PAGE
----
© 2012-2013 by Stephen L. Keefe
Appeal to the Patent Trial and Appeal Board
Although many statistics exist regarding appeals from the Examiner to the former Board of Patent Appeals and Interferences (reflagged as the Patent Trial and Appeal Board on September 16, 2012), Applicants can generally expect to wait several years for an appeal decision from the Board, with that decision often affirming the Examiner. Acknowledging that somewhat bleak prospect, the Civil Engineering Patent Applicant should strive to advance prosecution as much as possible with the Examiner directly, through reasonable claim amendments, arguments, and RCEs, before resorting to the appeal process.
An Applicant may appeal to the Board after a second Office Action, whether or not the Examiner makes the second Office Action final. To appeal, the Applicant files a Notice of Appeal, which is typically a single page requesting appeal, and a fee of about $600 (fees are lower for small entities--see Patent Filing). The Applicant then has two months from the filing of the Notice of Appeal to file a full Appeal Brief for consideration by the Board, which includes an additional fee of about $600. The USPTO allows the Applicant to extend the due date for filing the Appeal Brief by up to 5 months, but requires the Applicant to pay fees that increase sharply with each month (e.g., extending one month costs only about $150, but extending for the full five months costs over $2500).
The USPTO also provides the Civil Engineering Patent Applicant with another chance to persuade the Examiner to withdraw rejections when filing the Notice of Appeal, in the guise of the Pre-Appeal Brief Conference Pilot Program. In this program, which began in 2005, Applicants may file brief arguments that will be considered in an internal USPTO conference between the Examiner and a Supervisory Patent Examiner. Based on the results of the conference, the USPTO will issue a Notice of Panel Decision that will either allow the application based on Applicant's arguments, send the application back to the Examiner to issue another Office Action, or forward the application on to appeal at the Board. Some commentators estimate that such panel decisions favor the Applicant in about one out of three instances.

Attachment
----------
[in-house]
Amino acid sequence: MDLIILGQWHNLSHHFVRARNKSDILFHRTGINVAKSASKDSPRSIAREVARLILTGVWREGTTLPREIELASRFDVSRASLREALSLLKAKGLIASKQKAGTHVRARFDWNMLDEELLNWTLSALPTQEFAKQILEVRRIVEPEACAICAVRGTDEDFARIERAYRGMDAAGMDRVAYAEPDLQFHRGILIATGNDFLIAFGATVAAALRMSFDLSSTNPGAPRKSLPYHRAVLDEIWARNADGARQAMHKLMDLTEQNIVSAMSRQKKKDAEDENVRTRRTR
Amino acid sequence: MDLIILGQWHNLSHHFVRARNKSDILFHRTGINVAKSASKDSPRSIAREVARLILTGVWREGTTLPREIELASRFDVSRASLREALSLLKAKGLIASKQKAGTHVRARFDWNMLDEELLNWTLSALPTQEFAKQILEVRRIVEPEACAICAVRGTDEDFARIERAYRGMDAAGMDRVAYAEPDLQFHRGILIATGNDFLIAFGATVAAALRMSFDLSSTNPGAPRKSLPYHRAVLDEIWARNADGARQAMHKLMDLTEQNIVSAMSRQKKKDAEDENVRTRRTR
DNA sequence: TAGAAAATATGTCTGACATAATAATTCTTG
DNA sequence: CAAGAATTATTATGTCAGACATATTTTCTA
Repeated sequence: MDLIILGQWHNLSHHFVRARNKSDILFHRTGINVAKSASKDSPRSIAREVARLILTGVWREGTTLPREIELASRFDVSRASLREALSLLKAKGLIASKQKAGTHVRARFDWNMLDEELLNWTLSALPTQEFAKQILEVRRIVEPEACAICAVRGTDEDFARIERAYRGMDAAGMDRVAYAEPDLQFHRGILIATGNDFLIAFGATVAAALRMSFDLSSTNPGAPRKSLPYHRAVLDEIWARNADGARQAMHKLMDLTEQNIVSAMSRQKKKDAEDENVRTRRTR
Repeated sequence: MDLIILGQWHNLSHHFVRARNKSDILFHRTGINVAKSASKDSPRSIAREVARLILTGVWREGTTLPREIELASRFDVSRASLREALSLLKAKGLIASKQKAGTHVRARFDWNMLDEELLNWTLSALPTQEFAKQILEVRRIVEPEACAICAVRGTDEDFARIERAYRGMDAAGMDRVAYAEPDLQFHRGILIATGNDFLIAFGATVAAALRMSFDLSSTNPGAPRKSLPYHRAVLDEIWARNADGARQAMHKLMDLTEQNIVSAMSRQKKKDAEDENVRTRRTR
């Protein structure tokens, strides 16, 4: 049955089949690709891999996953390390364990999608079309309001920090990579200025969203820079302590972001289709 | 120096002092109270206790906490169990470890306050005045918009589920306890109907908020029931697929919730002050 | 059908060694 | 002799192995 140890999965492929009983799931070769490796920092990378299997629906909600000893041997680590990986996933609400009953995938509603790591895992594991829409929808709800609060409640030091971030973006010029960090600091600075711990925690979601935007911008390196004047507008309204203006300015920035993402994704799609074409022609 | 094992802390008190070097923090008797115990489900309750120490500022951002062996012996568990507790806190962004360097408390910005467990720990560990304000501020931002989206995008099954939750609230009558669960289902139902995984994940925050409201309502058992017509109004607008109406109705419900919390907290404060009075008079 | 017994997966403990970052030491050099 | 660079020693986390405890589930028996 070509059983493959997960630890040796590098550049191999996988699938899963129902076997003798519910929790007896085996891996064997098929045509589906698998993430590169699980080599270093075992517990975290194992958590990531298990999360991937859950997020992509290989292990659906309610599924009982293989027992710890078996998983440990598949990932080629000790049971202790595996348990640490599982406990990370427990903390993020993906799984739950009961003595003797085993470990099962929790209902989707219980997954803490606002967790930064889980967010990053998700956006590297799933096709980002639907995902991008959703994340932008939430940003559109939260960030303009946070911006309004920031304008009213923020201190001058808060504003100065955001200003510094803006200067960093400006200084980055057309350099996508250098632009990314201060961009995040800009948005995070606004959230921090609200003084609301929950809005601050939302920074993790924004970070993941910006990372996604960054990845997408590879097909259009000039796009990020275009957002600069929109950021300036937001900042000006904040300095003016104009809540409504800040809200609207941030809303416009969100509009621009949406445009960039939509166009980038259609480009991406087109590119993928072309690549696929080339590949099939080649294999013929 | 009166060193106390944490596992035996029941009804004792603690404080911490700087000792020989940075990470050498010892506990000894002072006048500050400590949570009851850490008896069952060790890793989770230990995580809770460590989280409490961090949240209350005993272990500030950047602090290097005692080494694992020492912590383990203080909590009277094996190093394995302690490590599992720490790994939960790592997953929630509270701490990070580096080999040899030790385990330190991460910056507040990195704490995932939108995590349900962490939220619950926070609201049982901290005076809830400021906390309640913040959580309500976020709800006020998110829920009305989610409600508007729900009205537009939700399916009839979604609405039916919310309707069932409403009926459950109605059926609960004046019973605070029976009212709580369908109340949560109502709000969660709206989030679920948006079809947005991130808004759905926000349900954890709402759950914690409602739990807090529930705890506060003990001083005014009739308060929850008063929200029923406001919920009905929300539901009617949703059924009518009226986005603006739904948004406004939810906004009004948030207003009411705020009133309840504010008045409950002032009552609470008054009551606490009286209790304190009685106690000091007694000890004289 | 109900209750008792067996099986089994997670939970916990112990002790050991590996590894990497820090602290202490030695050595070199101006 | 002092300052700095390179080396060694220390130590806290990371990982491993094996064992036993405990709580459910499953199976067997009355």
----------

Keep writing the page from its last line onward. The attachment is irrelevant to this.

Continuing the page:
Estimates indicate that Applicants can expect to wait three or four years for the Appeal to be heard by the Board, though this time period constantly fluctuates. The Board affords Applicants an opportunity to present oral argument to a panel of three patent appeal administrative judges in support of their brief, for a fee of over $1000. During the appeal, the Examiner may also file a brief to the Board, and the Applicant may file an additional brief replying to the Examiner. The panel of three Board judges then considers all of the written and oral submissions and makes a final decision as to the appealed claims. Some possible outcomes from this appeal process include the Board partly or completely affirming the Examiner's rejections, or the Board partly or completely reversing the Examiner's rejections. Congress makes an intricate array of options available to the Applicant, including appealing the decision of the Board itself to the U.S. District Court for the Eastern District of Virginia or the U.S. Court of Appeals for the Federal Circuit.
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